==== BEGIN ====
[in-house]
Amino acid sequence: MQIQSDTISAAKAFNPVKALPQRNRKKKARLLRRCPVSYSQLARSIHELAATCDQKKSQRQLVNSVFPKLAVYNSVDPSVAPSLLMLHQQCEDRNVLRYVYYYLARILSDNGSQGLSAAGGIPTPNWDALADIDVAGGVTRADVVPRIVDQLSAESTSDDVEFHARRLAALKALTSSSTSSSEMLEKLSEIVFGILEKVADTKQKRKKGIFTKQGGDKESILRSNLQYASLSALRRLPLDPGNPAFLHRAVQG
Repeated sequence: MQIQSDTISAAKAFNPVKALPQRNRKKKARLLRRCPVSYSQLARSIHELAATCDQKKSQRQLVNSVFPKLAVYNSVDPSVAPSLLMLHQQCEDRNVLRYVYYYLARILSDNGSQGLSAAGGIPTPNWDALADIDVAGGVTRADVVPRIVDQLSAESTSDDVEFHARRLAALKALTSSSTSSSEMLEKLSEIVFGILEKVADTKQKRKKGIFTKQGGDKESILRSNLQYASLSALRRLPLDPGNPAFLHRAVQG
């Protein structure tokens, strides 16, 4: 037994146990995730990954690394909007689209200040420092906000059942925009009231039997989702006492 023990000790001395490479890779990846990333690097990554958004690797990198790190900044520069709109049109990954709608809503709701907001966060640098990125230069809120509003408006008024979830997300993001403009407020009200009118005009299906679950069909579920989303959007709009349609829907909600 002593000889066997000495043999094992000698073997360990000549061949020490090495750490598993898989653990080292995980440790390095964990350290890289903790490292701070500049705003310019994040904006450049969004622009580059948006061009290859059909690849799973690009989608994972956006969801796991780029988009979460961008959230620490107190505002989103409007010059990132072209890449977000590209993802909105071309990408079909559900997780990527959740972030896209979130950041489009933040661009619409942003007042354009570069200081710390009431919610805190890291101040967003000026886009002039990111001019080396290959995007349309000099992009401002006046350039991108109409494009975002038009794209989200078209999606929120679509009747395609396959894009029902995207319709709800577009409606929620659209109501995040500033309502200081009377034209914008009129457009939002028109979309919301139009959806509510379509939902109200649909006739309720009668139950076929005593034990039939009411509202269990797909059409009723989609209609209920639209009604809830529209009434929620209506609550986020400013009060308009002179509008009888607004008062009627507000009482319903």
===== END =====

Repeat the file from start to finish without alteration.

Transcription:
[in-house]
Amino acid sequence: MQIQSDTISAAKAFNPVKALPQRNRKKKARLLRRCPVSYSQLARSIHELAATCDQKKSQRQLVNSVFPKLAVYNSVDPSVAPSLLMLHQQCEDRNVLRYVYYYLARILSDNGSQGLSAAGGIPTPNWDALADIDVAGGVTRADVVPRIVDQLSAESTSDDVEFHARRLAALKALTSSSTSSSEMLEKLSEIVFGILEKVADTKQKRKKGIFTKQGGDKESILRSNLQYASLSALRRLPLDPGNPAFLHRAVQG
Repeated sequence: MQIQSDTISAAKAFNPVKALPQRNRKKKARLLRRCPVSYSQLARSIHELAATCDQKKSQRQLVNSVFPKLAVYNSVDPSVAPSLLMLHQQCEDRNVLRYVYYYLARILSDNGSQGLSAAGGIPTPNWDALADIDVAGGVTRADVVPRIVDQLSAESTSDDVEFHARRLAALKALTSSSTSSSEMLEKLSEIVFGILEKVADTKQKRKKGIFTKQGGDKESILRSNLQYASLSALRRLPLDPGNPAFLHRAVQG
């Protein structure tokens, strides 16, 4: 037994146990995730990954690394909007689209200040420092906000059942925009009231039997989702006492 023990000790001395490479890779990846990333690097990554958004690797990198790190900044520069709109049109990954709608809503709701907001966060640098990125230069809120509003408006008024979830997300993001403009407020009200009118005009299906679950069909579920989303959007709009349609829907909600 002593000889066997000495043999094992000698073997360990000549061949020490090495750490598993898989653990080292995980440790390095964990350290890289903790490292701070500049705003310019994040904006450049969004622009580059948006061009290859059909690849799973690009989608994972956006969801796991780029988009979460961008959230620490107190505002989103409007010059990132072209890449977000590209993802909105071309990408079909559900997780990527959740972030896209979130950041489009933040661009619409942003007042354009570069200081710390009431919610805190890291101040967003000026886009002039990111001019080396290959995007349309000099992009401002006046350039991108109409494009975002038009794209989200078209999606929120679509009747395609396959894009029902995207319709709800577009409606929620659209109501995040500033309502200081009377034209914008009129457009939002028109979309919301139009959806509510379509939902109200649909006739309720009668139950076929005593034990039939009411509202269990797909059409009723989609209609209920639209009604809830529209009434929620209506609550986020400013009060308009002179509008009888607004008062009627507000009482319903």